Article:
Then there is the question of musical history. Again, when viewed from the outside, Beethoven’s place does seem to fit that of an archetypical INTJ. But again, this archetype should not carry the same weight in our analysis as the direct evidence we have concerning Beethoven’s personality.
Personally, I understand full well how some of the tidbits of arrogance and brusqueness could be marshalled to suggest Ni and INTJ as the correct type for Beethoven’s psyche. However, I believe that the counter-case of Extroverted Intuition in Beethoven’s psyche has been rather under-argued and under-researched. So let’s look at the case for Ne.
Let us, however, start with a brief definition. Extroverted Intuition does not streamline information the way Introverted Intuition does. One could say that they are mirror images of each other in this respect. Whereas Ni broods, slowly fusing the pieces into an overarching vision, Ne springs into action, seizing upon whatever novel or unexpected idea happens to catch its fancy and riding the idea in a state of intellectual exaltation until all immediate possibilities from it have been exhausted. In this way, Ne carries the individual’s psyche through a multiplicity of loosely connected states and ideas, each somehow related to the next, but never quite dives as deeply into the archetypical realm as Ni does. As the site admins have said in their work, Ne “generates a flurry of clever and loose ideas when it comes into contact with intellectual novelty [but] quickly exhausts every new idea that the novelty affords and moves on.” In other words, it goes “from the one to the many.”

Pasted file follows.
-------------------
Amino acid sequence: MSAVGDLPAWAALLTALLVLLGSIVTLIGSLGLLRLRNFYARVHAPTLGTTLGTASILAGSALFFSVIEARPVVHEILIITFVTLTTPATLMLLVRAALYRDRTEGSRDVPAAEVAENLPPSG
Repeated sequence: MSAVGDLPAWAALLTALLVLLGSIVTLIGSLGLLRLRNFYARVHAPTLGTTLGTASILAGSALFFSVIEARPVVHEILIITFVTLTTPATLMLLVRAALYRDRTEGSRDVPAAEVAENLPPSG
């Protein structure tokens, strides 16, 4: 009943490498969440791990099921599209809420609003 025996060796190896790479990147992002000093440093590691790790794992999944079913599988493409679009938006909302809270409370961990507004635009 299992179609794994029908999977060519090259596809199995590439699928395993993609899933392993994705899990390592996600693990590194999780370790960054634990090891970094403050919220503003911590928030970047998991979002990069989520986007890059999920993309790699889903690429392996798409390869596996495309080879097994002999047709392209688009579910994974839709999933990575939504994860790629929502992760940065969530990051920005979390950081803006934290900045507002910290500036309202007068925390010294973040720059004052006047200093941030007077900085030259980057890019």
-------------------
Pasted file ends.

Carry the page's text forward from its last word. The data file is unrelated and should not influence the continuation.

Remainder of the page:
Now, concerning Beethoven, our sources report that:
Johann Rochlitz: “Once [Beethoven] is in the vein, rough, striking witticisms, droll conceits, surprising and exciting paradoxes suggest themselves to him in a continuous flow.”
Lewis Lockwood: “An essential aspect of Beethoven’s development is his ability to turn back to aesthetic models, and even musical ideas, that are characteristic of Haydn and Mozart, then elaborate and transform them. In doing so he follows no single track but shows constant evidence of spreading in many directions.”